ryanj You're certainly not overmedicated, the aim of a treated hypo patient generally is for TSH to be 1 or below and FT4 and FT3 in the upper part of their respective reference ranges. Your TSH is in a reasonable place, your FT4 just about right (in the upper third of it's range) but your FT3 is way too low, it should be in the upper quarter of it's range but is right down at the very bottom. This indicates that you aren't converting T4 to T3 very well at all and need T3 added to your Levo.
What you are doing, though, instead of making FT3, you are in fact making reverse T3 - confirmed by your way over range rT3 result and the low ratio of 6.82 (over 20 is said to be where it should be).
Unfortunately, NHS doctors either don't know anything about this or refuse to recognise it.
How to lower rT3? Well, it's recommended to lower Levo and add T3, sometimes it's recommended to take T3 only for a few weeks to clear the rT3 then reintroduce Levo.
Here are some links I saved when I was looking into this which will help (not in any particular order, just plough through them):
You should get the idea from those.
What do you then do with that knowledge? That's a hard one. It's usually a case of go it alone because the NHS doesn't treat it because it doesn't accept it.
As for the rest of your results:
Thyroglobulin Antibody 429 (0-115)
Thyroid Peroxidase Antibody 185.8 (0-34)
Both types of antibodies are high confirming autoimmune thyroid disease aka Hashimoto's (autoimmune thyroiditis in doctor speak). You could point this out to your GP but they just say the treatment is no different. Actually it isn't. Hashi's is where antibodies attack the thyroid and gradually destroy it. It's the resulting Hypothyroidism that is treated.
What your GP probably won't know is that you can help reduce the antibodies by adopting a strict gluten free diet. Gluten contains gliadin which is a protein thought to trigger antibody attacks. Read about the gluten/thyroid connection here
Supplementing with selenium L-selenomethionine 200mcg daily and keeping TSH suppressed also help reduce the antibodies. Some people find they need to be dairy free too. But one step at a time!
Some reading about Hashi's:
Vitamin B12 291.2 (140-724)
Folate 6.4 (2.91 - 50 )
B12 and folate work together. Folate should be at least half way through the range, so 27+ with that range.
B12 under 500 can cause neurological problems. Recommended level is very top of range, even 900-1000.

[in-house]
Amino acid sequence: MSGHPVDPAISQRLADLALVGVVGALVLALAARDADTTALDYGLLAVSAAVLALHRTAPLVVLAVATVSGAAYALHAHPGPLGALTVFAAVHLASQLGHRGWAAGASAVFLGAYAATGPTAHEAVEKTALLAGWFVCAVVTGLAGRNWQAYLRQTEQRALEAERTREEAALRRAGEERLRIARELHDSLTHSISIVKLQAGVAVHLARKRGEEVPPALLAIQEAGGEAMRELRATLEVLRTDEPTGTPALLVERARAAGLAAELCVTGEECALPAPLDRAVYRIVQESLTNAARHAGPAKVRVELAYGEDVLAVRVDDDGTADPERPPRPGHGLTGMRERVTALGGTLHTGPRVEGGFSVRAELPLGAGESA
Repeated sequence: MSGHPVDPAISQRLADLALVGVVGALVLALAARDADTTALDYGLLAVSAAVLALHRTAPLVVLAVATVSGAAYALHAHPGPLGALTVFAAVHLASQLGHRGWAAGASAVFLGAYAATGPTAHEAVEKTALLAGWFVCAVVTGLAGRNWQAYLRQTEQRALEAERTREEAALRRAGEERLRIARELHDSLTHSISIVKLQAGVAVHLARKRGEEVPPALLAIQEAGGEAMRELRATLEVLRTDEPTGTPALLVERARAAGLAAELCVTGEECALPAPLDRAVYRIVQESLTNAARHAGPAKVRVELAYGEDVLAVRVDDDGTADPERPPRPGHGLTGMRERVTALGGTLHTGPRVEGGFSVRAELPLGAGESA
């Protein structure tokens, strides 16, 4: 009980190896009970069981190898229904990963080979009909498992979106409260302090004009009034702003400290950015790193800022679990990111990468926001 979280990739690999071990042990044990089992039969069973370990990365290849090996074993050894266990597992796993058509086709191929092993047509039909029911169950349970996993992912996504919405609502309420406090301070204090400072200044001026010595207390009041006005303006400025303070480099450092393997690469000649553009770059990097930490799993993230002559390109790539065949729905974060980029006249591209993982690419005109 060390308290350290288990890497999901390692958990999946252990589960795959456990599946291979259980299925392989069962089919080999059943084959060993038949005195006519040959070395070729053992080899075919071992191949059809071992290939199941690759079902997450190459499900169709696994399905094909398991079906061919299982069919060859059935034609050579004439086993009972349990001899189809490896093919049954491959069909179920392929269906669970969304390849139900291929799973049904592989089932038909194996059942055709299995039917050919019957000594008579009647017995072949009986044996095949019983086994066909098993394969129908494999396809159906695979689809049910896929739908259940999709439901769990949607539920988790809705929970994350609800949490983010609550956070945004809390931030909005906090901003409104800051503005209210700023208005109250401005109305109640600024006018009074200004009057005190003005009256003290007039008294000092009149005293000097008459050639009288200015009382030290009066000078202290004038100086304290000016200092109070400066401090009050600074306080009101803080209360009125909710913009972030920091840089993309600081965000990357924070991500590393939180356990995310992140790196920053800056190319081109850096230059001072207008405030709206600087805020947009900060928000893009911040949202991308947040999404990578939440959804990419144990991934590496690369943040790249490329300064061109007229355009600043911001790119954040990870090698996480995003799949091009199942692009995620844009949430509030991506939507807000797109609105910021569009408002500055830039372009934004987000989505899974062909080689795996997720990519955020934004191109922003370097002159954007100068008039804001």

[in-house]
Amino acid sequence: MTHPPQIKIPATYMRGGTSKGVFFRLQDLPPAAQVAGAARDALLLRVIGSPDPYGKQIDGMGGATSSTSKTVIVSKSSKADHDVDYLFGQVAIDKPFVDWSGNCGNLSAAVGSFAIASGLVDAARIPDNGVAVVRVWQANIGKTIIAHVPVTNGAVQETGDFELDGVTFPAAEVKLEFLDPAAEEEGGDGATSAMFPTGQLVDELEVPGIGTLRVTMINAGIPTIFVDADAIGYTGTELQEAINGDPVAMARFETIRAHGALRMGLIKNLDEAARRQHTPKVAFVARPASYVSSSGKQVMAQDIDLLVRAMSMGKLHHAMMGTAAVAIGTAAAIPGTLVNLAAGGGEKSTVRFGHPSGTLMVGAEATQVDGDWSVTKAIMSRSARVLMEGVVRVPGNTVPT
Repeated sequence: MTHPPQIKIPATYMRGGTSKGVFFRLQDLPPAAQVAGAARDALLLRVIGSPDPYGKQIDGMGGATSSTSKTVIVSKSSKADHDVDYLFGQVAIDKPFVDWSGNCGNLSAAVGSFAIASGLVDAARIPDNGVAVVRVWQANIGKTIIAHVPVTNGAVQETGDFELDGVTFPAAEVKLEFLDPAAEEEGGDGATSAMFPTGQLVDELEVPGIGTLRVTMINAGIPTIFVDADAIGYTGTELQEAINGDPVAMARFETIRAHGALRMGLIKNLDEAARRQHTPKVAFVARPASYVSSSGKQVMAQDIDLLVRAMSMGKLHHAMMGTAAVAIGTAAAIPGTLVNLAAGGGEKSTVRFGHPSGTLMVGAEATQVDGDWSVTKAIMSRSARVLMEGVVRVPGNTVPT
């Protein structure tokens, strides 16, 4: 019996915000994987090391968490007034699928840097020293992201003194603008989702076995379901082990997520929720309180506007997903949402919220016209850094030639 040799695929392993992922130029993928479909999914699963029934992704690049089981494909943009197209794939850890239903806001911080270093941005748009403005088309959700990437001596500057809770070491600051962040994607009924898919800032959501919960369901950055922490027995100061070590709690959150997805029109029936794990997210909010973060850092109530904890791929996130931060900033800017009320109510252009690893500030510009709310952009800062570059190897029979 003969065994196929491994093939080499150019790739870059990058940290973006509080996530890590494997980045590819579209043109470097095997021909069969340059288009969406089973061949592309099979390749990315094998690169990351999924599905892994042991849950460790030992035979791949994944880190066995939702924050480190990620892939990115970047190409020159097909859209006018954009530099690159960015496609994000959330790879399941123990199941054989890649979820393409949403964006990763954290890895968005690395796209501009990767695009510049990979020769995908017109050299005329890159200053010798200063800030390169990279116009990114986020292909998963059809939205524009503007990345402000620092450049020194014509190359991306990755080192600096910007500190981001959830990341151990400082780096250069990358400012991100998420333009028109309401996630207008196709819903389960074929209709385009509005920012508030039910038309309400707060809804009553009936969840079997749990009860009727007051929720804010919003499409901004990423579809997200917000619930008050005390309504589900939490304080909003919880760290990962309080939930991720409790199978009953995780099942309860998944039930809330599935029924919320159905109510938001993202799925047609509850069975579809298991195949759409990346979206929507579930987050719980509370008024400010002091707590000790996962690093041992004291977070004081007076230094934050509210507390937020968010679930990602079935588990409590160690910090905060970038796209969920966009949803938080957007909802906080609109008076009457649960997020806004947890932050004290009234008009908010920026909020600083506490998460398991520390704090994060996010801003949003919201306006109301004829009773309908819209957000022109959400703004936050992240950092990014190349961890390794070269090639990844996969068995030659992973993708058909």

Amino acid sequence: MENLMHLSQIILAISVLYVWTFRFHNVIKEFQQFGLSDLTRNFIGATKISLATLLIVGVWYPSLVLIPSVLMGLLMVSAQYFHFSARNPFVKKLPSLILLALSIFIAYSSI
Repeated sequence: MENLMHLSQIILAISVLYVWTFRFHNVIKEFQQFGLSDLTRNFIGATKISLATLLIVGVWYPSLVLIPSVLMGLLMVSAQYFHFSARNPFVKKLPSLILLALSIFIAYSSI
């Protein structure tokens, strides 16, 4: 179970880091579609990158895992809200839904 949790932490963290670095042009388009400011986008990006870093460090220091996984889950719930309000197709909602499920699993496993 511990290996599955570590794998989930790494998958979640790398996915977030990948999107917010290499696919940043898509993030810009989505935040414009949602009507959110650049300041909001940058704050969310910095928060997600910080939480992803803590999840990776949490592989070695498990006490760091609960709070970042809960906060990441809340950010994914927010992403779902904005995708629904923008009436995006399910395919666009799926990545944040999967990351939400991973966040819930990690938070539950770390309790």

You can buy some sublingual methylcobalamin lozenges 5000mcg (such as Solgar or Jarrow's) and take one daily. Finish the bottle then buy the 1000mcg dose as maintenance.
When taking B12 we need a B Complex to balance all the B vitamins. If you buy one with 400mcg methylfolate that will help raise your folate level. Look at Thorne Basic B (one daily) or Metabolics B Complex (two daily), both are good, the Metabolics has no fillers or unnecessary ingredients.
B vits should be taken in the morning, no later than lunchtime as they can be stimulating and may affect sleep if taken later in the day.
25 OH Vitamin D 52.5 (50-200)
Recommended level for Vit D is 100-150nmol/L. You can buy some D3 softgels (such as Doctor's Best) and take 5000iu daily for 3 months then retest. When you've reached the recommended level reduce to a maintenance dose. That could be 2000iu, maybe less in summer, we have to find our own maintenance dose by retesting once or twice a year to keep within the recommended range.
When taking D3 there are important cofactors needed which you can read about here
D3 aids absorption of calcium from food and K2-MK7 directs the calcium to bones and teeth where it is needed and away from arteries and soft tissues where it can be deposited and cause problems.
D3 and K2 are fat soluble so should be taken with the fattiest meal of the day, D3 four hours away from thyroid meds.
Magnesium comes in different forms, check here to see which would suit you best and as it's calming it's best taken in the evening, four hours away from thyroid meds
Check the other cofactors too.
Ferritin 248 (13-150)
You will need to speak to your GP about this.
CRP 2.8 (0-5)
This is fine, CRP is an inflammation marker and you are well within range.
Sorry about all the reading, but you really need to learn as much as you can because the doctors rarely know enough to help us.